Turkey’s Kurdish Gambit

PKK_Militant Last week, Turkey launched air strikes against Kurdish Workers’ Party (PKK) locations in South-Eastern Turkey – the first major strike since a truce was proclaimed in March of 2013, after the PKK assaulted a Turkish military outpost. The PKK has actively aided Syrian Kurds in the fight over Kobane against advancing Islamic State (IS) forces. Turkey, however, has been more reluctant to support the Syrian Kurds, even as IS approaches the Turkish border and causes mass migrations of people across the Syrian-Turkish frontier. Furthermore, the PKK has waged an independence struggle against Turkey for 30 years, causing the Turkish government to be more cautious than its other Western partners to support the Kurds in Iraq and Syria. Turkey has stated that it will give the US access to airbases and train moderate Syrian opposition forces inside the country, but how its anti-PKK and anti-IS strategy will converge remains to be seen.

Still a month after the anti-IS coalition was formed, Turkey still remains in doubt as to its full participation in the fight. This proves a challenging obstacle for the coalition, because of Turkey’s long border with Syria and the Kurdish Regional Government (KRG) in Iraq – who has also faced a strong onslaught from IS. Ankara has recognized that Islamic State is a threat to Turkey, but the country also understands that the Kurds are a threat too. The Kurds are also the enemies of IS, and have been receiving military aid from Turkey’s NATO allies for months through Iraq. A recent proposal to transfer US weapons from Turkey to the Syrian Kurds was emphatically rejected by Turkish President Recep Tayyip Erdogan, citing that Turkey sees the Syrian PYD – the main Syrian Kurdish group – as the same as the PKK. Turkey sees aiding the Kurdish resistance as counterintuitive as cross-national Kurdish groups have at times vied to establish a state across Kurdish territories; many of which lie inside Turkey. However, the Islamic State also has an anti-Turkish agenda, and has been attracting tepid support within Istanbul. In response to Turkey’s pronouncements, the United States commenced an airdrop of supplies into Kobane; demonstrating its commitment to aid the very Kurds that Turkey regards as anathema.

Ankara’s refusal to follow Western plans in the fight for Kobane and against IS over the Kurdish question once again reveals the complexity of the anti-IS coalition. Turkey has insisted that the coalition also take aim against Bashar Al-Assad’s forces in Syria, but the United States insist that fighting the Islamic State is the only priority of the coalition. This has complicated efforts to make Turkey join the fold, which an English-language newspaper in Turkey has highlighted as counter to Turkish interests. The light between Turkish and American goals in Syria and Iraq have certainly frustrated efforts to quickly develop a coherent strategy against the Islamic State, which continues to wage a battle over Kobane. The essential question is what Ankara views as its real priorities. Turkey sees that it must not only fight IS, it must help Syrian rebels defeat Bashar al-Assad – whose government is also committed to fighting IS – and keep a leash on the Kurds – who are also fighting IS. Washington and many in the coalition would prefer that Turkey and the Kurds move aside their enmities and focus on the immediate fight against Islamic State, but Turkey has been reticent to follow the Washington’s lead.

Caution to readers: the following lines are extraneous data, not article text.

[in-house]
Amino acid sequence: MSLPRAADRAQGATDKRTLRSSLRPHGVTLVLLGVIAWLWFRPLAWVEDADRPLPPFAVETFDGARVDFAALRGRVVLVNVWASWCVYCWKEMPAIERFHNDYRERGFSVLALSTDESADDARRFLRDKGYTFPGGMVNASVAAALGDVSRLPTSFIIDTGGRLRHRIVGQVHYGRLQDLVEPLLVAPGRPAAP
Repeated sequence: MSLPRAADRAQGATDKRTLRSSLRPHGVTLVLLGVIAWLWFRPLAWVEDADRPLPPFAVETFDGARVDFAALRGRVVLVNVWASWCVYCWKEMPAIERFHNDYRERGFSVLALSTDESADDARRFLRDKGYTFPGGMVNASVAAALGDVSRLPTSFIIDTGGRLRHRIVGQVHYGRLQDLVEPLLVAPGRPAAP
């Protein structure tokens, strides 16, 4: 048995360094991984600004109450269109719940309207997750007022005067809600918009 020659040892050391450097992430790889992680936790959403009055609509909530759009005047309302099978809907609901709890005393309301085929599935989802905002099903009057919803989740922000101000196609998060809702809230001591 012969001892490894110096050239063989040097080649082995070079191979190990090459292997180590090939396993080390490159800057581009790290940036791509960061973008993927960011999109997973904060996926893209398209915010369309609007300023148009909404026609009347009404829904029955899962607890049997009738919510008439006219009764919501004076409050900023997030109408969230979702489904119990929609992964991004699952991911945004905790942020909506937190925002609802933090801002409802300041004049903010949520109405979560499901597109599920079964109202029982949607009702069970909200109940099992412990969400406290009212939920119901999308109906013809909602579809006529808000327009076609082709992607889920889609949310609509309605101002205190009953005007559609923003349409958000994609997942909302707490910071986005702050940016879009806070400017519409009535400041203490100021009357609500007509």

On October 20th, Turkey announced that it would allow the Kurdish Regional Government’s Peshmerga forces to cross its territory and join the fight in Kobane, but it would refuse to grant Turkish Kurds the same benefit. While this is an encouraging development for the Syrian Kurds fighting IS in Kobane, it still demonstrates how much mistrust remains between Ankara and the Kurds in Turkey. It is worth noting that the Turkey and the KRG have had warm relations, despite the Kurdish Government’s open aspirations for Kurdish independence from Iraq. However, the Kurdish Peshmerga are embroiled in Iraq fighting Islamists, who relaunched attacks against Kurdish forces in Iraq after the Turkish President’s shift in policy. This cast doubts on the effectiveness of such a move, especially when compared to directly transferring weapons to Kurdish groups across the border or letting PKK members join the fight. Meanwhile, the fight for Syria continues and the people of Kobane continue to bear the brunt of the war, while Ankara watches on with reluctance.

Ankara and Washington need to find a policy that resolves Turkish qualms over Kurdish intentions and the role of Assad in the coalition’s strategy. For the coalition, it is simple: it cannot proclaim to fight both Assad and IS at the same time, because it would cause too many ruptures within the region and prevent such a coalition. If Turkey continues to focus its attention on defeating the Kurds, it could cause them to restart all-out combat with the Turkish military and significantly divert efforts from the fight against the Islamists, the key objective from Baghdad to Washington. In turn, this force vacuum could give IS a more liberated hand and amass more force within Syria, where “moderates” and pro-Assad forces have still been raging in civil war. This chain of events would make Turkey’s situation more perilous, as it would strengthen Islamic State, a faction much more difficult to negotiate with than the Kurds – whom Ankara has no hesitation to call “terrorists”.